Monday, August 30, 2010

Screenshots and copyright

Yesterday I received a comment in the site guestbook from Murray Greenman, ZL1BPU, which says: "While I appreciate your ad-hoc publicity for ZL2AFP CMSK, it would have been much better if you had asked permission to use my screen-shot on your blog site! While web pictures and text are widely plagiarized, that doesn't make it right to do so. Copyright still applies and the image is still mine." I have removed the image and inserted a comment directing the reader to this posting in its place.

Since I am on holiday at the moment and did not intend making any blog postings I will leave it to readers of the blog to lead the discussion on this issue. But I would just like to say that part of my career has been made publicizing software. I have always found software authors to be glad of the publicity and have never, until today, received a complaint about using their own images to this end. It is not always possible to take your own screenshots. In this case, I was unable to try the software on the air because of its insistence on using the default soundcard and I thought that it was more interesting to readers to see the live screenshot made by ZL1BPU than a blank one made by me.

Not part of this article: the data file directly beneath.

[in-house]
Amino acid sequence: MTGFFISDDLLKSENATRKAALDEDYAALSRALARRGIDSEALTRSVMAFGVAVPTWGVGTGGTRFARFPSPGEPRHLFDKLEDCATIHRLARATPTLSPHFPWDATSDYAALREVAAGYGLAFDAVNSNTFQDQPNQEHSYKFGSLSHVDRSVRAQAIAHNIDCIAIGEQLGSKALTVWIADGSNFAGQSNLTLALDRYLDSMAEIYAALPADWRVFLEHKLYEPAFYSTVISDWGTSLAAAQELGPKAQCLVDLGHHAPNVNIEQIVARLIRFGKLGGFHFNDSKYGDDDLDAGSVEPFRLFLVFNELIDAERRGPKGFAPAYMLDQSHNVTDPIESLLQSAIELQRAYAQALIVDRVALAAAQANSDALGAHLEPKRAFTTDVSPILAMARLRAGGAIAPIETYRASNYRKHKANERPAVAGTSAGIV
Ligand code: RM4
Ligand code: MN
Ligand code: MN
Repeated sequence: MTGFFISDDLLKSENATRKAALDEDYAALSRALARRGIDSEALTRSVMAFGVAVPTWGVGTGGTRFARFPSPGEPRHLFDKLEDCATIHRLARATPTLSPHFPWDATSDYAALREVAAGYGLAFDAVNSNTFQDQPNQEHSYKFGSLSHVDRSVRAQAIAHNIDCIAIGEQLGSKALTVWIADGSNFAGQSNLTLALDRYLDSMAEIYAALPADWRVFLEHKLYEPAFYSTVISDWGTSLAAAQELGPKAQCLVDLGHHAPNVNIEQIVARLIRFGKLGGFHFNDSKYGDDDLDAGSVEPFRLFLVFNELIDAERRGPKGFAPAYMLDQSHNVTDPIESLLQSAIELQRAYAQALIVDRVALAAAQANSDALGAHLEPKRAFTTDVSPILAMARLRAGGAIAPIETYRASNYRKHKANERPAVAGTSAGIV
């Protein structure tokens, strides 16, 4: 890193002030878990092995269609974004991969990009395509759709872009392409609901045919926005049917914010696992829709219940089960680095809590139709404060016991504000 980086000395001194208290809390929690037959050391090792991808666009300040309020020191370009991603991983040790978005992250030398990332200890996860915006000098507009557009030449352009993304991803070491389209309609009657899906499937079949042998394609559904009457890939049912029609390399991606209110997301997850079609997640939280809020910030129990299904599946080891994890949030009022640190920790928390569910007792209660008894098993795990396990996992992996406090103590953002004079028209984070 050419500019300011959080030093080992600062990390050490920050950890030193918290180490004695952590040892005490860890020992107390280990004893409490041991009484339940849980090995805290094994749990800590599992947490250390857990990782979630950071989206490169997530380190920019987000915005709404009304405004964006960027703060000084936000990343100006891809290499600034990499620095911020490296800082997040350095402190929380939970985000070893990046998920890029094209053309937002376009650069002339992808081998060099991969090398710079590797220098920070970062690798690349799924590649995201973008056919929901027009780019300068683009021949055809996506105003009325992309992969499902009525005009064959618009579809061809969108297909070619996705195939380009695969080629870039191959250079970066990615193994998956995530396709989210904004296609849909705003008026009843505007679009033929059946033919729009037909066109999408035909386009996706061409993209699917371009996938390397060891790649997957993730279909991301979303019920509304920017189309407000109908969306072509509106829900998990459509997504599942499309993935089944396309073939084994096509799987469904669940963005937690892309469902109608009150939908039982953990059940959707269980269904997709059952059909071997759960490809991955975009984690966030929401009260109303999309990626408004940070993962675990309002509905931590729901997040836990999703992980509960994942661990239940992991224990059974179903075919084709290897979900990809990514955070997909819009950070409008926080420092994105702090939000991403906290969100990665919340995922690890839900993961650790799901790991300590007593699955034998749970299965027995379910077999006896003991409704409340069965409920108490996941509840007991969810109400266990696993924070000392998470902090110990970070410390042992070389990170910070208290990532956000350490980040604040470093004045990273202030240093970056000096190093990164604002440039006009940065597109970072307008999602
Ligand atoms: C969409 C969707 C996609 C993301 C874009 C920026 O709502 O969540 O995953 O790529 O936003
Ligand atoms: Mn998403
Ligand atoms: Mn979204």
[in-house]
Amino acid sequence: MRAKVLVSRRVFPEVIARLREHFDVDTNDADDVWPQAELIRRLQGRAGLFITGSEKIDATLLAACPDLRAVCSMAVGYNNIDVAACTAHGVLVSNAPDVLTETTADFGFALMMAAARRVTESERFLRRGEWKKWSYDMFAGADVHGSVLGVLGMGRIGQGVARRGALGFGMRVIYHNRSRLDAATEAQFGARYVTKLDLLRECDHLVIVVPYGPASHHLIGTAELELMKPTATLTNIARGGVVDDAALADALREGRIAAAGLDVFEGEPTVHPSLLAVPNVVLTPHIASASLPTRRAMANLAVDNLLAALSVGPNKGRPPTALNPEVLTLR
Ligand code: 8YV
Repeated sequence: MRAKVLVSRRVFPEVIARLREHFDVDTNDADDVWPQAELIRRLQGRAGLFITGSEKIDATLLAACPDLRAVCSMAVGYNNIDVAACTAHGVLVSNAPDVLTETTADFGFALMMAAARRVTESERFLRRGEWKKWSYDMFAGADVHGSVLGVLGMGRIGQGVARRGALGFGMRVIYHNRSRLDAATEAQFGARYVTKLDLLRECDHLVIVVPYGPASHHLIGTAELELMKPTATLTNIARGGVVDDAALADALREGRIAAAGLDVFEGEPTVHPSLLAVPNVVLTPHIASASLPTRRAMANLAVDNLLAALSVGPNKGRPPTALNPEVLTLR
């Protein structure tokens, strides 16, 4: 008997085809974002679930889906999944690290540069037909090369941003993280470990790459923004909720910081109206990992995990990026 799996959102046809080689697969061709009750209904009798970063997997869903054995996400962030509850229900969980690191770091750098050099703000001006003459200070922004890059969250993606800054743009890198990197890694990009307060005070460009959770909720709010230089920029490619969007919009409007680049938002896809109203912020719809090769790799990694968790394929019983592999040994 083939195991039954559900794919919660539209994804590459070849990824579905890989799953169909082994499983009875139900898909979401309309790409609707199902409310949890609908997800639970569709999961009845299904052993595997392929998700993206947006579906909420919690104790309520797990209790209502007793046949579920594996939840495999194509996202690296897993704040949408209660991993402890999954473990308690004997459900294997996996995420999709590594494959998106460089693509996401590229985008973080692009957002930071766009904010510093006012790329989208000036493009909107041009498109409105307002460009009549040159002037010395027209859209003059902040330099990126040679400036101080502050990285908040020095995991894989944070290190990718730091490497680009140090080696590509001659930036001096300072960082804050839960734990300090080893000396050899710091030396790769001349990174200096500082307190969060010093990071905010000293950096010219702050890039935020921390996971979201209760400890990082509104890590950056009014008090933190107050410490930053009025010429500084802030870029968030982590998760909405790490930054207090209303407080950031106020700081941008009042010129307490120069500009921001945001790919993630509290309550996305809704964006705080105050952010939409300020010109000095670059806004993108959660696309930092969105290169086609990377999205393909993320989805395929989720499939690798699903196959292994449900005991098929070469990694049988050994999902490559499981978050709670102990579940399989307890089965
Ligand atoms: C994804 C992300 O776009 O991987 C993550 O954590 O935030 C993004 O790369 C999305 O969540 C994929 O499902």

As to the question of whether I should have asked permission first, I wonder if ZL1BPU understands what blogging is about? Part of the motivation for writing about some new development in a blog is to be one of the first, and if you have got to write an email asking permission and wait for a reply then it's likely that others will pip you to the post. It's not like writing an article, which may take several days to prepare and where time is not of the essence. Blogging is a bit like tweeting, but more verbose.

Finally I would argue that a screenshot is not an original work of art. I'm not depriving anyone of earned revenue by using it. Anyone can install the software and obtain one that is pretty similar. So why make an issue out of copying someone's screenshot, particularly when the purpose of doing so is to give publicity to the software not to use it with any adverse intent?

I shall certainly think twice about giving publicity to any more new ham radio programs in my blog in future. Perhaps all of you bloggers who happily copy people's QSL cards and shack photos to illustrate your stories about contacts should pause for thought as well. Ought this not to count as "reasonable use" - the clause in copyright laws that allows you to quote part of an article when referring to it?
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